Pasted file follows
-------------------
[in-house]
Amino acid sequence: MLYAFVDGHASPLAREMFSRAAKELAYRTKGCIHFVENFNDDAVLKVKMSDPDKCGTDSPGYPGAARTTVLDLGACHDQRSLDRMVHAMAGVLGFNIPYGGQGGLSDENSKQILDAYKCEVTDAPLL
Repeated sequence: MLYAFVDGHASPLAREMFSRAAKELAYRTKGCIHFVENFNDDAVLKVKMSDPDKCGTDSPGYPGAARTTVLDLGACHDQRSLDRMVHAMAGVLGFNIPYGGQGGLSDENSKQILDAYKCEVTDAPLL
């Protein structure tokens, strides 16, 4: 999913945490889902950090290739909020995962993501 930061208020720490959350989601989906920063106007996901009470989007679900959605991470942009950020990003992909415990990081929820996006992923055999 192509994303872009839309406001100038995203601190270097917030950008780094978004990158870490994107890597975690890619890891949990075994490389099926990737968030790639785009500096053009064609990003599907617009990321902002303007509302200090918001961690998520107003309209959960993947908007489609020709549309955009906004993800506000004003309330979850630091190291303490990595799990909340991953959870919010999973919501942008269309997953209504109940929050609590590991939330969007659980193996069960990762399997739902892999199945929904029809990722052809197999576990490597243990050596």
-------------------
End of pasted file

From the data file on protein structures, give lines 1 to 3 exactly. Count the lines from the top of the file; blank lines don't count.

[in-house]
Amino acid sequence: MLYAFVDGHASPLAREMFSRAAKELAYRTKGCIHFVENFNDDAVLKVKMSDPDKCGTDSPGYPGAARTTVLDLGACHDQRSLDRMVHAMAGVLGFNIPYGGQGGLSDENSKQILDAYKCEVTDAPLL
Repeated sequence: MLYAFVDGHASPLAREMFSRAAKELAYRTKGCIHFVENFNDDAVLKVKMSDPDKCGTDSPGYPGAARTTVLDLGACHDQRSLDRMVHAMAGVLGFNIPYGGQGGLSDENSKQILDAYKCEVTDAPLL